WASHINGTON, Nov. 28, 2017 /PRNewswire-USNewswire/ — The Senior Care Pharmacy Coalition (SCPC) today praised the newly proposed CMS rule (Contract Year 2019 Policy and Technical Changes to the Medicare Advantage, Medicare Cost Plan, Medicare Fee-for-Service, the Medicare Prescription Drug Benefit Programs, and the PACE Program) for recognizing extensive abuses perpetrated by the pharmacy benefit manager (PBM) industry on a wide range of stakeholders, and proposing methods to address them.
Alan G. Rosenbloom, President and CEO of SCPC, also noted the proposed rule implements the Comprehensive Addiction and Recovery Act (CARA), which includes the Part D lock-in provision and SCPC’s hard-fought exemption language for Part D beneficiaries in LTC facilities.
“We commend CMS for recognizing that PBMs have a deleterious, abusive impact on a wide swath of the nation’s prescription drug pricing chain, and for proposing the means by which to address them,” stated Rosenbloom. “It is significant that CMS expressly states PBMs are earning Direct and Indirect Remuneration (DIR) fees that are not passed on to beneficiaries or the Medicare program, which flatly contradicts PBMs’ disingenuous propaganda on this important policy matter.”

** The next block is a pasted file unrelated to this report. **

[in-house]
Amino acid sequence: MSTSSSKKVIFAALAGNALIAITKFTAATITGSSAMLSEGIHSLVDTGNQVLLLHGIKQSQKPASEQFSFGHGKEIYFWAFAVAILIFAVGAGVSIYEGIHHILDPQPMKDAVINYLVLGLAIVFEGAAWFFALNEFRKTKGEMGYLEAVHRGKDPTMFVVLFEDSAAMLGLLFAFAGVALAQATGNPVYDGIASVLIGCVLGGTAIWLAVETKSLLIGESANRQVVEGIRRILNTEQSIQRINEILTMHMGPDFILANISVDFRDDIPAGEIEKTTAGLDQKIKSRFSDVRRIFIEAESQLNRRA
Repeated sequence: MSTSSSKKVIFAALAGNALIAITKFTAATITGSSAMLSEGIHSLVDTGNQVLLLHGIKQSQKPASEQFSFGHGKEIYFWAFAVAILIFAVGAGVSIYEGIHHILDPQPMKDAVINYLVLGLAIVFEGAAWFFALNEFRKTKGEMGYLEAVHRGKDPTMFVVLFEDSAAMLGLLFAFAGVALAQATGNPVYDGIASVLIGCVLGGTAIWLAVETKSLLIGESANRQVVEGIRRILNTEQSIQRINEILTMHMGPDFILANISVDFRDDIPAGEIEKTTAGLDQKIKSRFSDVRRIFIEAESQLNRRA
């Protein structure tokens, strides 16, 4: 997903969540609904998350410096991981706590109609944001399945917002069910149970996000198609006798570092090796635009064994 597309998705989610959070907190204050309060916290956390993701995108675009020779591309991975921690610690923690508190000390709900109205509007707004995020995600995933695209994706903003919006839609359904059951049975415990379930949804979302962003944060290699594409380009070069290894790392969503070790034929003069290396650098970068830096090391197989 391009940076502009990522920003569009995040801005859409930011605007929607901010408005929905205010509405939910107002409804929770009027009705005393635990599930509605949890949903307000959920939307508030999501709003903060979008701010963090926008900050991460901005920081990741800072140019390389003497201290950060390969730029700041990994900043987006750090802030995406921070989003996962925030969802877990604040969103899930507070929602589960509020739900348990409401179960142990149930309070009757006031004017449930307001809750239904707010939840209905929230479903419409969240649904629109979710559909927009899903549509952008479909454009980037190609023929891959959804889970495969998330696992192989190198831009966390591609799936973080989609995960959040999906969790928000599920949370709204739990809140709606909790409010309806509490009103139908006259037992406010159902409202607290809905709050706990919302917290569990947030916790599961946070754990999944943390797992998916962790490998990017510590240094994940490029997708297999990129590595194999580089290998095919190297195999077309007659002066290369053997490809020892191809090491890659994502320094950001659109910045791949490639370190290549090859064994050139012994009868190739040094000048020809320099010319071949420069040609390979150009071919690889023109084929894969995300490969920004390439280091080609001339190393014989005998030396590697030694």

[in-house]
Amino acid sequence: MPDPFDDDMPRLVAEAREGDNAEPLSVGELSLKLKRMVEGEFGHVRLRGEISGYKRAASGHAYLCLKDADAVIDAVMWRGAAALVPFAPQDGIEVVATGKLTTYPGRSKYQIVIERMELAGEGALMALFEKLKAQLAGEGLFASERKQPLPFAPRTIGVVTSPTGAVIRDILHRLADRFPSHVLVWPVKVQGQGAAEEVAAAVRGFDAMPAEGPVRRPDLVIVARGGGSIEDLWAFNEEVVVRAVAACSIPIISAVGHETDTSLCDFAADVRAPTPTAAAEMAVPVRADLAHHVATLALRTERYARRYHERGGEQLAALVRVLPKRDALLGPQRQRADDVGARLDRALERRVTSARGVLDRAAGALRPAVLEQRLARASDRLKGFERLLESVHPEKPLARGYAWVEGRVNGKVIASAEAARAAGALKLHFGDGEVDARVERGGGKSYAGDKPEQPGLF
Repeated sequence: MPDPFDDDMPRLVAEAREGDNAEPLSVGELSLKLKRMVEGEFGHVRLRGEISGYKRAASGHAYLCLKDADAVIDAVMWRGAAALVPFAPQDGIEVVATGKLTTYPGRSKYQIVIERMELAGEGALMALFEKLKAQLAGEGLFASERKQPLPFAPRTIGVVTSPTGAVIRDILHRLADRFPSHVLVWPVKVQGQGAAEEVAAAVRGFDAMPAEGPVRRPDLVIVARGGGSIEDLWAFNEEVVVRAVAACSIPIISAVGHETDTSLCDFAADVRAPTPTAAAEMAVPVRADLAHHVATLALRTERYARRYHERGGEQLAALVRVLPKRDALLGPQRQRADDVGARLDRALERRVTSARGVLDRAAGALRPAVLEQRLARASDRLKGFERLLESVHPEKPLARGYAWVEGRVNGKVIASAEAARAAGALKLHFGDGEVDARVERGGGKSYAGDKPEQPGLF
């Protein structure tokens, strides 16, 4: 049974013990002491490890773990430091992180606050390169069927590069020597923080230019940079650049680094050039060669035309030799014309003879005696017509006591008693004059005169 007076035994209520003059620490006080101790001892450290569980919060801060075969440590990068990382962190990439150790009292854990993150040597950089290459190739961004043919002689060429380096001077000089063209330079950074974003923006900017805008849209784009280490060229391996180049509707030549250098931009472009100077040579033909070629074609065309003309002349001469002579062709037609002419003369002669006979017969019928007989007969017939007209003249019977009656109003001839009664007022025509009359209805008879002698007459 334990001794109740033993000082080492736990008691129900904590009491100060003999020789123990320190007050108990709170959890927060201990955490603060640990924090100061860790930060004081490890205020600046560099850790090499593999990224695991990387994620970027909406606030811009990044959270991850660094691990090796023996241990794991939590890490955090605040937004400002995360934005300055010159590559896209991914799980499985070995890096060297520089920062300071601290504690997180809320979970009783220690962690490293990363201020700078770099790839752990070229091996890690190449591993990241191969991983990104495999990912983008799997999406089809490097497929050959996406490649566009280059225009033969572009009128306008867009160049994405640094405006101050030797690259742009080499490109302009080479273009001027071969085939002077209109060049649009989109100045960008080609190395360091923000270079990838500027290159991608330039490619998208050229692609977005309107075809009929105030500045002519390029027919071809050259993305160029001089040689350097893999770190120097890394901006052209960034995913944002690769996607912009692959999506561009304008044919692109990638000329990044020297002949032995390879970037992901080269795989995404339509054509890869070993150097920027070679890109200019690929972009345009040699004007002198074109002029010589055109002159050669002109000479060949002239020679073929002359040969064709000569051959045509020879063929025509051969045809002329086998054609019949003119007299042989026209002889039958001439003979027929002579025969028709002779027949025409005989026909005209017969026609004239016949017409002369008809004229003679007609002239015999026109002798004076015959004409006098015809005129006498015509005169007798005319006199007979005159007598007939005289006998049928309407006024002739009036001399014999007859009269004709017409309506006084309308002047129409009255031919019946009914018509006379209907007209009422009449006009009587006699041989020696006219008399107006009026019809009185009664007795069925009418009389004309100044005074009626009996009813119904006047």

Rosenbloom also said, “SCPC is gratified and proud to see our 2016 legislative effort surrounding the CARA come to fruition in the proposed rule.”
The SCPC leader reiterated SCPC’s thanks to Senators Pat Toomey (R-PA), Rob Portman (R-OH), Tim Kaine (D-VA) and Sherrod Brown (D-OH), and U.S. Reps. Fred Upton (R-MI), Frank Pallone (D-NJ), Gus Bilirakis (R-FL) and Ben Ray Lujan (D-NM) for their leadership and foresight in recognizing LTC pharmacies as a unique sector within the broader pharmacy space. “CARA strikes the right balance between protecting our citizens and communities on the one hand, and protecting the ability of LTC pharmacies to meet and manage the medication needs of LTC residents on the other,” Rosenbloom continued.
Specifically, CARA exempts Medicare Part D beneficiaries in skilled nursing facilities (SNFs) and other settings from a previously proposed medication management “lock-in” provision under Medicare Part D. As legislative language advanced through both chambers, SCPC consistently made the case that beneficiaries in SNFs and other long-term care settings already have sufficient protections from drug abuse and diversion, and should be exempted.
Said Rosenbloom: “The exemption is a vital provision that specifically recognizes the unique characteristics of the long-term care patient population and the distinctions between specialized long-term care pharmacies and more well-known retail pharmacies — particularly the additional